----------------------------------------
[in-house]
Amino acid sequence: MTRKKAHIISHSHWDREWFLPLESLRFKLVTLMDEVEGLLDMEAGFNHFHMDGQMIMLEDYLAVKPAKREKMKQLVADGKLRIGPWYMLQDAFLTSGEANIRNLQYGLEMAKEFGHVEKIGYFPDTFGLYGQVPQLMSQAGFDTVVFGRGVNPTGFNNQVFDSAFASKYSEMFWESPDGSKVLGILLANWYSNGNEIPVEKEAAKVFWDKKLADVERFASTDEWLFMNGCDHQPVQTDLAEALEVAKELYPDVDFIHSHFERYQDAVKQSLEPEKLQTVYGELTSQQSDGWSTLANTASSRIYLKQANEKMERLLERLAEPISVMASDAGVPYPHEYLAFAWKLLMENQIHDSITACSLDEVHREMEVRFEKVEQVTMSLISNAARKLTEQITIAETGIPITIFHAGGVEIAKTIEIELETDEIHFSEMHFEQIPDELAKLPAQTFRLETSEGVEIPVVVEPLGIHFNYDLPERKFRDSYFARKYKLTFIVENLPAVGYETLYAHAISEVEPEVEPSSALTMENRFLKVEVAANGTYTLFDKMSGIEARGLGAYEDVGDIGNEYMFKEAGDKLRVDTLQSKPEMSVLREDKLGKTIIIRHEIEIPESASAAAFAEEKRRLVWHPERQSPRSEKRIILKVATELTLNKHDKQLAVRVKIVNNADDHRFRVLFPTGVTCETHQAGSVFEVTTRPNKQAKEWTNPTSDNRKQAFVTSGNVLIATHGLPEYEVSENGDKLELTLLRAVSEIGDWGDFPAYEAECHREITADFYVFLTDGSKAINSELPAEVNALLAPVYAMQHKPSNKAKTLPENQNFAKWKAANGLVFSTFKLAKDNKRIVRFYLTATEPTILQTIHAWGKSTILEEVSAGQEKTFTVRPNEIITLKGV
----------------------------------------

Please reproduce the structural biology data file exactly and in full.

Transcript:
[in-house]
Amino acid sequence: MTRKKAHIISHSHWDREWFLPLESLRFKLVTLMDEVEGLLDMEAGFNHFHMDGQMIMLEDYLAVKPAKREKMKQLVADGKLRIGPWYMLQDAFLTSGEANIRNLQYGLEMAKEFGHVEKIGYFPDTFGLYGQVPQLMSQAGFDTVVFGRGVNPTGFNNQVFDSAFASKYSEMFWESPDGSKVLGILLANWYSNGNEIPVEKEAAKVFWDKKLADVERFASTDEWLFMNGCDHQPVQTDLAEALEVAKELYPDVDFIHSHFERYQDAVKQSLEPEKLQTVYGELTSQQSDGWSTLANTASSRIYLKQANEKMERLLERLAEPISVMASDAGVPYPHEYLAFAWKLLMENQIHDSITACSLDEVHREMEVRFEKVEQVTMSLISNAARKLTEQITIAETGIPITIFHAGGVEIAKTIEIELETDEIHFSEMHFEQIPDELAKLPAQTFRLETSEGVEIPVVVEPLGIHFNYDLPERKFRDSYFARKYKLTFIVENLPAVGYETLYAHAISEVEPEVEPSSALTMENRFLKVEVAANGTYTLFDKMSGIEARGLGAYEDVGDIGNEYMFKEAGDKLRVDTLQSKPEMSVLREDKLGKTIIIRHEIEIPESASAAAFAEEKRRLVWHPERQSPRSEKRIILKVATELTLNKHDKQLAVRVKIVNNADDHRFRVLFPTGVTCETHQAGSVFEVTTRPNKQAKEWTNPTSDNRKQAFVTSGNVLIATHGLPEYEVSENGDKLELTLLRAVSEIGDWGDFPAYEAECHREITADFYVFLTDGSKAINSELPAEVNALLAPVYAMQHKPSNKAKTLPENQNFAKWKAANGLVFSTFKLAKDNKRIVRFYLTATEPTILQTIHAWGKSTILEEVSAGQEKTFTVRPNEIITLKGV